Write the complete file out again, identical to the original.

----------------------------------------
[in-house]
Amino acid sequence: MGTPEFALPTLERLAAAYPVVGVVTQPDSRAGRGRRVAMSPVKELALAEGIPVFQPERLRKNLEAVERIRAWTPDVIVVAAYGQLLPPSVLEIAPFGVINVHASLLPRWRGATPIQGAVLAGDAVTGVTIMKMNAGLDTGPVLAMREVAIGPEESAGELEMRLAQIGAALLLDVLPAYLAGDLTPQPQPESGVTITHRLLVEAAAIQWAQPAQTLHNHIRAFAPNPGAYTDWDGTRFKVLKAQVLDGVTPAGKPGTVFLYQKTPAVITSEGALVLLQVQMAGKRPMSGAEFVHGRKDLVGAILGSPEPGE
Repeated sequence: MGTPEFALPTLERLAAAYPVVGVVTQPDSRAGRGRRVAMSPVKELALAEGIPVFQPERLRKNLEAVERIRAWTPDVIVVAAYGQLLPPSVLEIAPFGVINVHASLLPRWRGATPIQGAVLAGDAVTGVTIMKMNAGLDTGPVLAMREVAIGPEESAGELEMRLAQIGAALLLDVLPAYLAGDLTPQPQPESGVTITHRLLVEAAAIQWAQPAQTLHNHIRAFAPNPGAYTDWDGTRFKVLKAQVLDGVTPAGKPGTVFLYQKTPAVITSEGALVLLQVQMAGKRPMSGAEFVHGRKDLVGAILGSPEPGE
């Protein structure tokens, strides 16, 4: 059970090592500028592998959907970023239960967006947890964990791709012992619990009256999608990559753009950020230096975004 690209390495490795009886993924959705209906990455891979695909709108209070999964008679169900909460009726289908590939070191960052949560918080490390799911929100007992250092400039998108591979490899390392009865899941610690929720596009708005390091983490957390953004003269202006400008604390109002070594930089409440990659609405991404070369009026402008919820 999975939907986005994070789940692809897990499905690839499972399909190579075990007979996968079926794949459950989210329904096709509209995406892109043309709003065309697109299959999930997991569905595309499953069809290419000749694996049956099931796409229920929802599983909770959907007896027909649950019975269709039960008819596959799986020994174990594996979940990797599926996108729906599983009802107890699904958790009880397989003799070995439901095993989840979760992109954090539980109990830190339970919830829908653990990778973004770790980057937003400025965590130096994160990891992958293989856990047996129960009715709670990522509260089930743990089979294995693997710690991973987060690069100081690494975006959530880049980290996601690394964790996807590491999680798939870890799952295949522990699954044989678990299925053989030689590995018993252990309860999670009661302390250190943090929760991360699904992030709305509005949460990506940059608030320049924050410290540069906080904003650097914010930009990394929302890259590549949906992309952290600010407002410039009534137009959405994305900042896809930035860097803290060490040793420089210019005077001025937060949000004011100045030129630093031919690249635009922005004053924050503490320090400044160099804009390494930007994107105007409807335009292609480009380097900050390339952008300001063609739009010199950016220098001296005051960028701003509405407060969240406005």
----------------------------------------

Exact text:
[in-house]
Amino acid sequence: MGTPEFALPTLERLAAAYPVVGVVTQPDSRAGRGRRVAMSPVKELALAEGIPVFQPERLRKNLEAVERIRAWTPDVIVVAAYGQLLPPSVLEIAPFGVINVHASLLPRWRGATPIQGAVLAGDAVTGVTIMKMNAGLDTGPVLAMREVAIGPEESAGELEMRLAQIGAALLLDVLPAYLAGDLTPQPQPESGVTITHRLLVEAAAIQWAQPAQTLHNHIRAFAPNPGAYTDWDGTRFKVLKAQVLDGVTPAGKPGTVFLYQKTPAVITSEGALVLLQVQMAGKRPMSGAEFVHGRKDLVGAILGSPEPGE
Repeated sequence: MGTPEFALPTLERLAAAYPVVGVVTQPDSRAGRGRRVAMSPVKELALAEGIPVFQPERLRKNLEAVERIRAWTPDVIVVAAYGQLLPPSVLEIAPFGVINVHASLLPRWRGATPIQGAVLAGDAVTGVTIMKMNAGLDTGPVLAMREVAIGPEESAGELEMRLAQIGAALLLDVLPAYLAGDLTPQPQPESGVTITHRLLVEAAAIQWAQPAQTLHNHIRAFAPNPGAYTDWDGTRFKVLKAQVLDGVTPAGKPGTVFLYQKTPAVITSEGALVLLQVQMAGKRPMSGAEFVHGRKDLVGAILGSPEPGE
């Protein structure tokens, strides 16, 4: 059970090592500028592998959907970023239960967006947890964990791709012992619990009256999608990559753009950020230096975004 690209390495490795009886993924959705209906990455891979695909709108209070999964008679169900909460009726289908590939070191960052949560918080490390799911929100007992250092400039998108591979490899390392009865899941610690929720596009708005390091983490957390953004003269202006400008604390109002070594930089409440990659609405991404070369009026402008919820 999975939907986005994070789940692809897990499905690839499972399909190579075990007979996968079926794949459950989210329904096709509209995406892109043309709003065309697109299959999930997991569905595309499953069809290419000749694996049956099931796409229920929802599983909770959907007896027909649950019975269709039960008819596959799986020994174990594996979940990797599926996108729906599983009802107890699904958790009880397989003799070995439901095993989840979760992109954090539980109990830190339970919830829908653990990778973004770790980057937003400025965590130096994160990891992958293989856990047996129960009715709670990522509260089930743990089979294995693997710690991973987060690069100081690494975006959530880049980290996601690394964790996807590491999680798939870890799952295949522990699954044989678990299925053989030689590995018993252990309860999670009661302390250190943090929760991360699904992030709305509005949460990506940059608030320049924050410290540069906080904003650097914010930009990394929302890259590549949906992309952290600010407002410039009534137009959405994305900042896809930035860097803290060490040793420089210019005077001025937060949000004011100045030129630093031919690249635009922005004053924050503490320090400044160099804009390494930007994107105007409807335009292609480009380097900050390339952008300001063609739009010199950016220098001296005051960028701003509405407060969240406005």